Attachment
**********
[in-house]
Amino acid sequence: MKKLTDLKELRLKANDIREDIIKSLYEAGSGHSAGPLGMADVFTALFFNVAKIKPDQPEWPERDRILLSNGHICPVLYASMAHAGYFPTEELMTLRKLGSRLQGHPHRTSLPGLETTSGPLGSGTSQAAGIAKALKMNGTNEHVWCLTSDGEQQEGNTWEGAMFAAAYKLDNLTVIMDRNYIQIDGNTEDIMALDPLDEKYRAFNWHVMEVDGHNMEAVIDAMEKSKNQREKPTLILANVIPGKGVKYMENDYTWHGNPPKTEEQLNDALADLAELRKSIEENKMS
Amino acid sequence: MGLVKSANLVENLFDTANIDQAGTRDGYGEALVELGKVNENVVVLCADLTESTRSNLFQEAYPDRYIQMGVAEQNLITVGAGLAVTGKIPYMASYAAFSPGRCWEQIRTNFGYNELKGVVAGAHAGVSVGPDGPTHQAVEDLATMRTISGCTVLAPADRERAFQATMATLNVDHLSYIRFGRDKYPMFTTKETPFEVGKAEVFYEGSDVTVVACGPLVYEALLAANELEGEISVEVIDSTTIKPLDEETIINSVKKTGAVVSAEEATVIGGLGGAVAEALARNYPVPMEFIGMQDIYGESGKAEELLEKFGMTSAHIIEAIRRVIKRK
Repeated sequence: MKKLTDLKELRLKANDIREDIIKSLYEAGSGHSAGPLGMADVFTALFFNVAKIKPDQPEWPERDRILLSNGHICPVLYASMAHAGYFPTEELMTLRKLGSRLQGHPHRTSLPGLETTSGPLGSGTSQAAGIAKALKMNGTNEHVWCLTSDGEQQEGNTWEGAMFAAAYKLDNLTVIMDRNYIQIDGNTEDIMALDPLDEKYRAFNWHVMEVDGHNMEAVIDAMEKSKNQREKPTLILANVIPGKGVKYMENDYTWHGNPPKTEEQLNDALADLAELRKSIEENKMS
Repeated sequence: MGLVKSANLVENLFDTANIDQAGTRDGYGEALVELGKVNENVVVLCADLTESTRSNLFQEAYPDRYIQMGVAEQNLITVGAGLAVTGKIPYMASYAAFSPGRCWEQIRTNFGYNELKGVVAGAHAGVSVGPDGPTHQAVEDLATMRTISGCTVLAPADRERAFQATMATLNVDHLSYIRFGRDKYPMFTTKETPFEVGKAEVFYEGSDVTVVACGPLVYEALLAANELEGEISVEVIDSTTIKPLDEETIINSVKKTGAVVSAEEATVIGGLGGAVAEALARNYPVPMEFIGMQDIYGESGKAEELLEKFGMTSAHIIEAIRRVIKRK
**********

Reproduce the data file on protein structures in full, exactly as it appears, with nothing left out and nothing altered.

[in-house]
Amino acid sequence: MKKLTDLKELRLKANDIREDIIKSLYEAGSGHSAGPLGMADVFTALFFNVAKIKPDQPEWPERDRILLSNGHICPVLYASMAHAGYFPTEELMTLRKLGSRLQGHPHRTSLPGLETTSGPLGSGTSQAAGIAKALKMNGTNEHVWCLTSDGEQQEGNTWEGAMFAAAYKLDNLTVIMDRNYIQIDGNTEDIMALDPLDEKYRAFNWHVMEVDGHNMEAVIDAMEKSKNQREKPTLILANVIPGKGVKYMENDYTWHGNPPKTEEQLNDALADLAELRKSIEENKMS
Amino acid sequence: MGLVKSANLVENLFDTANIDQAGTRDGYGEALVELGKVNENVVVLCADLTESTRSNLFQEAYPDRYIQMGVAEQNLITVGAGLAVTGKIPYMASYAAFSPGRCWEQIRTNFGYNELKGVVAGAHAGVSVGPDGPTHQAVEDLATMRTISGCTVLAPADRERAFQATMATLNVDHLSYIRFGRDKYPMFTTKETPFEVGKAEVFYEGSDVTVVACGPLVYEALLAANELEGEISVEVIDSTTIKPLDEETIINSVKKTGAVVSAEEATVIGGLGGAVAEALARNYPVPMEFIGMQDIYGESGKAEELLEKFGMTSAHIIEAIRRVIKRK
Repeated sequence: MKKLTDLKELRLKANDIREDIIKSLYEAGSGHSAGPLGMADVFTALFFNVAKIKPDQPEWPERDRILLSNGHICPVLYASMAHAGYFPTEELMTLRKLGSRLQGHPHRTSLPGLETTSGPLGSGTSQAAGIAKALKMNGTNEHVWCLTSDGEQQEGNTWEGAMFAAAYKLDNLTVIMDRNYIQIDGNTEDIMALDPLDEKYRAFNWHVMEVDGHNMEAVIDAMEKSKNQREKPTLILANVIPGKGVKYMENDYTWHGNPPKTEEQLNDALADLAELRKSIEENKMS
Repeated sequence: MGLVKSANLVENLFDTANIDQAGTRDGYGEALVELGKVNENVVVLCADLTESTRSNLFQEAYPDRYIQMGVAEQNLITVGAGLAVTGKIPYMASYAAFSPGRCWEQIRTNFGYNELKGVVAGAHAGVSVGPDGPTHQAVEDLATMRTISGCTVLAPADRERAFQATMATLNVDHLSYIRFGRDKYPMFTTKETPFEVGKAEVFYEGSDVTVVACGPLVYEALLAANELEGEISVEVIDSTTIKPLDEETIINSVKKTGAVVSAEEATVIGGLGGAVAEALARNYPVPMEFIGMQDIYGESGKAEELLEKFGMTSAHIIEAIRRVIKRK